One Veteran's Perspective From the Wrong Side of the Bars 8/15/20 1/16 I don't think anyone can truly understand a society until they've spent time on both sides of the bars. A few years back, I served my country by working in a prison in Afghanistan. The military liked to call it a "Detention Center", but for all intents and purposes it was a prison. Especially when an Afghanistan judge came to pass sentences. The thought had crossed my mind that Operation Enduring Freedom was more of a knee-jerk reaction to the 9/11 attacks than it was to ensure lasting freedom and protection for all Americans. Hell, even I wanted some retribution, and I had not even lost a family member or a friend in that attack. 2 I remember watching those Taliban members and thinking, "If I were a member of the Taliban I probably would also fight the Americans if they were occupying my country." Prior, those 9/11 terroristic actions had made it easy for me to choose to defend America as a soldier. I was a Native American warrior so the transition to soldier was an easy one for me. So I watched those "Talibs" and I thought, "They got off easy." I knew if someone had built a bomb or participated in killing an American soldier or civilian in America they most definitely would not have only recieved a sentence of (7 to 15) years. I also knew that most Talibs were only kept in "detention" 3 for one to three years and were then released to the control of their village elder. I was and am a strong supporter of the military, but it made me wonder if the families of those American soldiers' killed in the warzone, know how cheaply their loved one's lives had been traded. Then, I had been subtly threatened by more than one Talib that this conflict would not last forever and there was a chance they would see me in America. I used to keep a tactical .45 caliber pistol in my headboard at home. Now, the sad reality is that I'm more in physical danger from 4 some ignorant American than I ever was from a Talib. So I worked OEI diligently, day-in day-out in that prison watching those Talib members, and not knowing that in just a few years I would be the one sitting on the other side of the bars. Except, these bars are a maximum security prison in Texas. Coming to prison I didn't know what to expect, although, I didn't think it was going to be a vacation. I was a career soldier so that was the extent of my experience. What I didn't expect was the disrespect and emotional abuse from the officers! 5 I have always believed in, "Treat others the way you want to be treated." I guess someone forgot to tell the officers that. I know it wasn't too many years ago where officers got away with beating or even killing prisoners, but I'm glad that the justice system saw fit to make a few changes. I still think there are quite a few changes that need to be made. I am saying this as I try not to panic and drip sweat onto this paper. Have you ever gone into a sauna room and then found out you could not leave? That is what it is like being confined to a cell in this Texas 6 heat. Yesterday, Officer Davis passed out on the three row run most likely due to a heat injury. I checked to see if the officer was still breathing then I offered my service as a former emergency medical technician to the sergeant who came runnings up. The Sgt. told me to move away so I did so. I watched several officers approach the fallen officer and it was obvious they didn't know what they were doing. They didn't treat for shock or likely heat injury. I find it sad that these correction officers would not use my experience. I also knew that had I touched the fallen officer, the 7 good state of Texas may have charged me with assault on an officer. I would gladly trade-in my bronze star for a summer of respite from this heat, because it is not worth anything to me being in prison. Do you know slavery is still legal? Slavery for prisoners is the only exception to the 13th Amendment of the Bill of Rights. You wouldn't know that until you are on a hoe squad turning soil in the Texas heat 8 with an armed officer on a horse and Stetson looming over you. The only difference is they no longer use a whip or bat on prisoners. Due to the medication I take I work in the kitchen. During the lock-down or other certain days one could expect to work 12 or more hours a day. The other day I was suffering from a headache and dizziness due to the heat and I chose to leave work after 8-hours. I believed I 9 was recieving a disciplinary case from the kitchen captain for refusing to work. I'm still waiting to see if the case went through, because I had volunteered to work on my day-off that day. A case during a lock-down automatically turns into a major case. Seem unfair? Thats par for the course in prison. By the way, I don't get work time or good time. So, I can be a model prisoner and not able to get out any sooner. Because the Texas Department of Criminal Justice 10 considers my crime to be aggravated even though it was not. No-one was hurt or killed during the commission of my crime. Most people have committed a crime in the United States, but have not been caught. That makes them no different than me. It may sound as if I'm trying to justify my crime, but I am not. I am guilty and deserve to be in prison. I just don't think I should be punished for the rest of my life. I also don't remember 11 the judge sentencing me to hard labor or a life of abuse. There is a grievance system, but I think it is as useful as teets on a bull. The grievance officer always takes the side of the officers, and claim there is no evidence to support the accusation. Sometimes, prisoners don't get a response back so maybe it was lost if there was evidence against an officer. Who knows? Rehabilitation is something I don't see. TDCJ only focus on a treatment plan for prisoners within a year or two of release. The Geneva Convention laws A.K.A Nelson Mandela laws requires basic rights for prisoners. American soldiers are held to these laws and are inspected by the Red Cross and others for compliance. 12 Prisoners in America are supposed to have the same rights, but these rights are violated on a constant basis by the officers. You may think I exagerate, but I have no reason to do so. I claim that; if all the walls fell down, the razor wire fences fell down, and all the officers went home; I would still not run away. Has it ever crossed your mind, "How many prior-service, service members are in incarcerated in prison?" I can tell you it is over 10%. There are over 300 veterans at this prison out of 3,000 prisoners. You might ask yourself why? It is because we veterans make mistakes 13 and we are human. Many suffer from Post-Traumatic-Stress Disorder (PTSD) like myself. When the woman responsible for the deaths of three of my daughters, I did not seek retribution, because I know she made a mistake and she is human. We are no different than the Vietnam veterans who died in prison and from alcoholism after the war. Like those veterans we also do not get treatment for PTSD, because we are prisoners. We do not get treatment for health problems, because the healthcare in prison is substandard. We have many geriatric prisoners here at this maximum security prison. We are losing a few to the corona virus, essentially, the sentence turned into a death sentence. God keep their souls! 14 Don't you believe the Black Lives Matter (BLM) protests are out of control? I believe they have a right to protest, but I do not condone the looting and the violence. The radical left will ruin it for all gun owners in the United States if they keep it up. Don't you think brown lives matter? Native Americans have the mother of all grievances you know with being subject to near genocide and most of their land being taken away. What I like even better is the slogan, "All Lives Matter." I think the families of prisoners definitely think prisoner's lives matter. Family members of prisoners are punished too with a sentence passed down to prisoners. I have sacrificed 15 much in my 17 years in the military. Do you think I could use a second chance? A chance for healing from the brokenness and not for punishment? Suppose we are neither completely guilty or innocent? Suppose we have done something wrong, but might not be what we are sentenced for? Might not be what we are punished for. In the end, society would all accept the injustice 16 and provide a rationale for it. Does it seem too much to think the justice system is unjust? After all, Texas doesn't seem to have a problem convicting people without any evidence at all. If a society can be judged on it's fairness by looking at how it treats it's prisoners, then have you looked at how America does lately? By Kenton Haase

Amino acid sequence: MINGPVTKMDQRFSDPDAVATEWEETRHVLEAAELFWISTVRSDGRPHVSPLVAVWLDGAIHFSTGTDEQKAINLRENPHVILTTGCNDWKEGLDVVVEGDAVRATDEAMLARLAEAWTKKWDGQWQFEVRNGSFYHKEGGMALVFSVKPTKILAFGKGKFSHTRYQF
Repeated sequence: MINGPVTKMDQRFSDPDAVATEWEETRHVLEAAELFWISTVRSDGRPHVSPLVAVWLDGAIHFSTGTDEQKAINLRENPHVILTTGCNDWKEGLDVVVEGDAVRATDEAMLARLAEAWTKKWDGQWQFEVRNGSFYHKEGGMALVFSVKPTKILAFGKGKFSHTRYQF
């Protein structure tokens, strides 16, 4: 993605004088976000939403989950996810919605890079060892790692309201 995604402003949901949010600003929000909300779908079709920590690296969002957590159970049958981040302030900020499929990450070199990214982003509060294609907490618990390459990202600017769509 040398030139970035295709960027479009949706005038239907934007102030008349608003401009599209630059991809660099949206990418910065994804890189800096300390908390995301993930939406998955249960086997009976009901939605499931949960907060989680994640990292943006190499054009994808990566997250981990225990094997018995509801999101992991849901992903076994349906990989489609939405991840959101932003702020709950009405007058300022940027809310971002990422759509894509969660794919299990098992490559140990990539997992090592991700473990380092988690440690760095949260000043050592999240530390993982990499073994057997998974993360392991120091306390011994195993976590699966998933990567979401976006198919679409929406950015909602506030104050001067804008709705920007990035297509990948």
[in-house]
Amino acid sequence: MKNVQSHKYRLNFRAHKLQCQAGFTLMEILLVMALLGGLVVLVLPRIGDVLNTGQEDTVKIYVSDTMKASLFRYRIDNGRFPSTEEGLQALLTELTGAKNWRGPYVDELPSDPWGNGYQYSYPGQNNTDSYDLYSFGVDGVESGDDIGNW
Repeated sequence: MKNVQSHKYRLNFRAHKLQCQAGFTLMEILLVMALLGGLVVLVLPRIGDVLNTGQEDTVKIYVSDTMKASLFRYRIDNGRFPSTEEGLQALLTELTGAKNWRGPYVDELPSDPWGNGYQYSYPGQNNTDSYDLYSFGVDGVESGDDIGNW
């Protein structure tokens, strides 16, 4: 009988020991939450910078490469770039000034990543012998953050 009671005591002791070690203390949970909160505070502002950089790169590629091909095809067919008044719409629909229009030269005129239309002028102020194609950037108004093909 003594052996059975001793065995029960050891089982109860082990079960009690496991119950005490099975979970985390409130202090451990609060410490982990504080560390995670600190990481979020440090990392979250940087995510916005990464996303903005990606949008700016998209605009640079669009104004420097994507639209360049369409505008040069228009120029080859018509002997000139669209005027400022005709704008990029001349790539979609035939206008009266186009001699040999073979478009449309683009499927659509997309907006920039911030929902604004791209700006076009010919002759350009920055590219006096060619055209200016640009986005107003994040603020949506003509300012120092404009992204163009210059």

Author: Haase, Kenton

Author Location: Texas

Date: August 15, 2020

Genre: Essay

Extent: 16 pages